Air Force Football: Three Questions For Spring Practice
The Falcons are flying high heading into spring after a successful 2021, but where might Troy Calhoun focus to put Air Force over the top?
Going from good to great is never easy.
The Air Force Falcons dug in for the start of spring football practices yesterday looking to take their first steps toward securing a Mountain division title for the first time since 2015. While Troy Calhoun’s cadets have been one of the more successful teams anywhere in the conference nearly every year, you can almost set your watch to the certainty he’ll remind them often that five more points could’ve made things much different last fall.
In the pursuit of new heights, what needs to be done on the practice field this spring?
Back to work 💪😤 pic.twitter.com/NgnGIhvgnK
— Air Force Football (@AF_Football) February 15, 2022
How will the offensive line replace its most valuable piece this time?
A year ago, much of the early talk about the Falcons regarded how they would replace all-conference offensive linemen Nolan Laufenberg and Parker Ferguson. As it turned out, they accomplished that mission with flying colors thanks in no small part to left guard Hawk Wimmer, who started every single game while the rest of the unit shuffled through ten different combinations and was instrumental to Air Force remaining one of the nation’s most lethal run-blocking teams.
Now, though, Wimmer is moving on himself, so the question of replacing an all-conference lineman presents itself once again. It seems most likely that Isaac Cochran and Wesley Ndago, who combined to start every game at right guard opposite Wimmer in 2021, will get the first crack and entrenching themselves further atop the line rotation, but Ayden McCullough, who saw time in eight games and was listed as Wimmer’s backup by year’s end, could also get a chance to shine. Whatever the answer ends up being, don’t bet against the next man up.
Who could replace Tre Bugg III at cornerback?
Bugg didn’t get the same kind of all-conference recognition as Wimmer but there’s little doubt he was just as important to the Falcons’ success on the other side of the ball, breaking up 12 passes (more than twice as many as any other Air Force defender) and intercepting two passes while also collecting 65 tackles. Now that he’s also moving on, though, the Falcons will have to replace that production somehow, as well.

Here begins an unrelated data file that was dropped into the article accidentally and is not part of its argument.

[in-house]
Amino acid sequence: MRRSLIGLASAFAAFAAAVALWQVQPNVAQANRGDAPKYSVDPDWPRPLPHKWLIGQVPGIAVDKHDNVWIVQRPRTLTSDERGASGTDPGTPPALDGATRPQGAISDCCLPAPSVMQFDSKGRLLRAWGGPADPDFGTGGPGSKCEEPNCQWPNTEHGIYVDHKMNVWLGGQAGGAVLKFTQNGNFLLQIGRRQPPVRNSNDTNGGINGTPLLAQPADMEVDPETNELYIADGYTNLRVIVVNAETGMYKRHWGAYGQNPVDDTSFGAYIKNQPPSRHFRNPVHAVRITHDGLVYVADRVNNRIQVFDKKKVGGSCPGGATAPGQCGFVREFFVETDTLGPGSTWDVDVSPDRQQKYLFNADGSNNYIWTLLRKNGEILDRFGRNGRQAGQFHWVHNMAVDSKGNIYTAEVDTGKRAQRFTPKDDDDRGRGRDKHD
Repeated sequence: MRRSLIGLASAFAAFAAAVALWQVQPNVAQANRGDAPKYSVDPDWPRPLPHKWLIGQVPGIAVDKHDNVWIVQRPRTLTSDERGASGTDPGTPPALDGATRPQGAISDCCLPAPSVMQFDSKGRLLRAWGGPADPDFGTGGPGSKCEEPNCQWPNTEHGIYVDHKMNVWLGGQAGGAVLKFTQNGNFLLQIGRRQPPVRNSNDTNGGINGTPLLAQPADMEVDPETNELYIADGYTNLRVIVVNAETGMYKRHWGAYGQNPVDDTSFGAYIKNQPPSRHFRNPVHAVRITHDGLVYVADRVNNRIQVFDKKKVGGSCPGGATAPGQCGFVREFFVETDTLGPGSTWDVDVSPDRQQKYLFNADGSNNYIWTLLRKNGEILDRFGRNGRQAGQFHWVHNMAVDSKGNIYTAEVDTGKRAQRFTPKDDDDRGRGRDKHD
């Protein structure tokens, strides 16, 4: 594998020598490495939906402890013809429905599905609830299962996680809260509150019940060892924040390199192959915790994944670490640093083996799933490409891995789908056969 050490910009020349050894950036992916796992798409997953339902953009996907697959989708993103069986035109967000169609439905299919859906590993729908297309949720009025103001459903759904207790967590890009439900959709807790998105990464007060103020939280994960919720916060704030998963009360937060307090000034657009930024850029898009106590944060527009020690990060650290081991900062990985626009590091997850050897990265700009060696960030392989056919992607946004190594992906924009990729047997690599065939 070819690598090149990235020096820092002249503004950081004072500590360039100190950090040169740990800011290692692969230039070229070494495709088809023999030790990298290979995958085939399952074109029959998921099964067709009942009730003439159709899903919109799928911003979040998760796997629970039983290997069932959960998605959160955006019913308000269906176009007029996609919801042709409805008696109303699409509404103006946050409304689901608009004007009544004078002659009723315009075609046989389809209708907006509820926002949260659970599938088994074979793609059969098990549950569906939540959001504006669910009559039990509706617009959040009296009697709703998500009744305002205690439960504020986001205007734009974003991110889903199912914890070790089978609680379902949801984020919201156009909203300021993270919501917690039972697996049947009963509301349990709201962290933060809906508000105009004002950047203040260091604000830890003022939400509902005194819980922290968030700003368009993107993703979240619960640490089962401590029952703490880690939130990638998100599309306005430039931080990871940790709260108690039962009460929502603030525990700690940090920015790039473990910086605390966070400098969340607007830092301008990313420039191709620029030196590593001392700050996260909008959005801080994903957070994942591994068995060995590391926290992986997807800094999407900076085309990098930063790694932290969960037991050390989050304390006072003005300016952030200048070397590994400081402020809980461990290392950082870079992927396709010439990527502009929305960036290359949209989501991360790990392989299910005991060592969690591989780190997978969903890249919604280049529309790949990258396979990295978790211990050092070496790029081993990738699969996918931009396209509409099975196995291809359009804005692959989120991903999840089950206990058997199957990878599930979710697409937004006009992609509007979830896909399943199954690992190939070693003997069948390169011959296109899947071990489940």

Thankfully, three other cornerbacks — Eion Castonguay, Zion Kelly, and Michael Mack II — got extensive playing time opposite Bugg in 2021 and figure to make the battle one worth watching into the fall. Considering the rest of the secondary figures to be one of the most experienced anywhere in the Mountain West, whoever emerges could be a key player for Air Force’s title hopes.
What will the QB2 race look like?
Haaziq Daniels is pretty clearly entrenched as the Falcons’ starting quarterback but, given how often the average Air Force QB takes hits, having a reliable “Plan B” has often been an asset. Just ask Arion Worthman, Isaiah Sanders, Karson Roberts, or… well, you get the idea.
Considering that incumbent backup Warren Bryan hit the transfer portal, however, Air Force will begin the search anew with some fascinating options on hand. Some of them won’t get the chance to see the field right away, like Zac Larrier (who ended 2021 behind Bryan on the depth chart but is busy furthering himself as a track and field sprinter), but Jake Smith and Ben Brittain have played sparingly over the last two years — in 2019 and 2020, respectively — while Jensen Jones saw a small bit of action late last season. It’s not the most glamorous role, but it could be a vitally important one for these Falcons.